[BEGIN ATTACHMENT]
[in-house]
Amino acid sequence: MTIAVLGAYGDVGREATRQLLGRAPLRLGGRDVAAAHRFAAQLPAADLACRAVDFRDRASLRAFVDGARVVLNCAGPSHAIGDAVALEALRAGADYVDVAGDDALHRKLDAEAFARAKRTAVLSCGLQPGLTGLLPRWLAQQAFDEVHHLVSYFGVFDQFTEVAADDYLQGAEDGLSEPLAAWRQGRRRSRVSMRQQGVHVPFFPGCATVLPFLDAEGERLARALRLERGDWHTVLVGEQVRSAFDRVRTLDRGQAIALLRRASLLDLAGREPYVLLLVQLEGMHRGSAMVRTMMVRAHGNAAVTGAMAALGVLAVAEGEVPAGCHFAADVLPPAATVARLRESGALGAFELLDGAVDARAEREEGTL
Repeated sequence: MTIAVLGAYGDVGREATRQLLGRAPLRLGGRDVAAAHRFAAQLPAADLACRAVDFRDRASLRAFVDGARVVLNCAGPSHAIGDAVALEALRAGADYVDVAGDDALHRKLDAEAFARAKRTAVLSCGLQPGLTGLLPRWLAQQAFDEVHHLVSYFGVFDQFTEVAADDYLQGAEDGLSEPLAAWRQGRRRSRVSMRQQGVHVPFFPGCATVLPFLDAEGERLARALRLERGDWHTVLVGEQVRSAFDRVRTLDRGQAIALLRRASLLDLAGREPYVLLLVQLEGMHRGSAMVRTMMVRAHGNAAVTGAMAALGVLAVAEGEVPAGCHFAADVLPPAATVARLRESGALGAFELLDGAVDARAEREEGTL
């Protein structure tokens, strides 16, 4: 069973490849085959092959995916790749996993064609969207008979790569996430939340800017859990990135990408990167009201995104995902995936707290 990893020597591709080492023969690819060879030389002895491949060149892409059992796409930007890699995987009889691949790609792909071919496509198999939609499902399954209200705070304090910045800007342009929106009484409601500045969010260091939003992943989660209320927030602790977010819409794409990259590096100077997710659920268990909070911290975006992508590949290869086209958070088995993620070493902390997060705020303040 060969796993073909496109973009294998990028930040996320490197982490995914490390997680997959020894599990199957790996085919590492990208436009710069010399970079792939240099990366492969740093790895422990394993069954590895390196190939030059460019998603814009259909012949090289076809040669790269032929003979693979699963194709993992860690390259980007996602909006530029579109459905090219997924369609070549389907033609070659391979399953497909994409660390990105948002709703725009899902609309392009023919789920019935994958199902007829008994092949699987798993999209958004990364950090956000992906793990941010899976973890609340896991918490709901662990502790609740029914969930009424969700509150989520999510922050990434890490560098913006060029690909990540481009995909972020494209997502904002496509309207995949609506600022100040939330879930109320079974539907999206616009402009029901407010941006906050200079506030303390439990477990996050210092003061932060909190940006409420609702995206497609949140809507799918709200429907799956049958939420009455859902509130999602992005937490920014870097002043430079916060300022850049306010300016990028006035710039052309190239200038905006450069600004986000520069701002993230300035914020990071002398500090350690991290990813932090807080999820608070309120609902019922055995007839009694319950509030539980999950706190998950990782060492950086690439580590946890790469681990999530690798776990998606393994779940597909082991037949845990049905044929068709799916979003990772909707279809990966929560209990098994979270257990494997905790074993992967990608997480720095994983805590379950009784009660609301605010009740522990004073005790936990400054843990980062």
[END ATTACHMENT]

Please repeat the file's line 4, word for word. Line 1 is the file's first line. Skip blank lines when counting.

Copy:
């Protein structure tokens, strides 16, 4: 069973490849085959092959995916790749996993064609969207008979790569996430939340800017859990990135990408990167009201995104995902995936707290 990893020597591709080492023969690819060879030389002895491949060149892409059992796409930007890699995987009889691949790609792909071919496509198999939609499902399954209200705070304090910045800007342009929106009484409601500045969010260091939003992943989660209320927030602790977010819409794409990259590096100077997710659920268990909070911290975006992508590949290869086209958070088995993620070493902390997060705020303040 060969796993073909496109973009294998990028930040996320490197982490995914490390997680997959020894599990199957790996085919590492990208436009710069010399970079792939240099990366492969740093790895422990394993069954590895390196190939030059460019998603814009259909012949090289076809040669790269032929003979693979699963194709993992860690390259980007996602909006530029579109459905090219997924369609070549389907033609070659391979399953497909994409660390990105948002709703725009899902609309392009023919789920019935994958199902007829008994092949699987798993999209958004990364950090956000992906793990941010899976973890609340896991918490709901662990502790609740029914969930009424969700509150989520999510922050990434890490560098913006060029690909990540481009995909972020494209997502904002496509309207995949609506600022100040939330879930109320079974539907999206616009402009029901407010941006906050200079506030303390439990477990996050210092003061932060909190940006409420609702995206497609949140809507799918709200429907799956049958939420009455859902509130999602992005937490920014870097002043430079916060300022850049306010300016990028006035710039052309190239200038905006450069600004986000520069701002993230300035914020990071002398500090350690991290990813932090807080999820608070309120609902019922055995007839009694319950509030539980999950706190998950990782060492950086690439580590946890790469681990999530690798776990998606393994779940597909082991037949845990049905044929068709799916979003990772909707279809990966929560209990098994979270257990494997905790074993992967990608997480720095994983805590379950009784009660609301605010009740522990004073005790936990400054843990980062």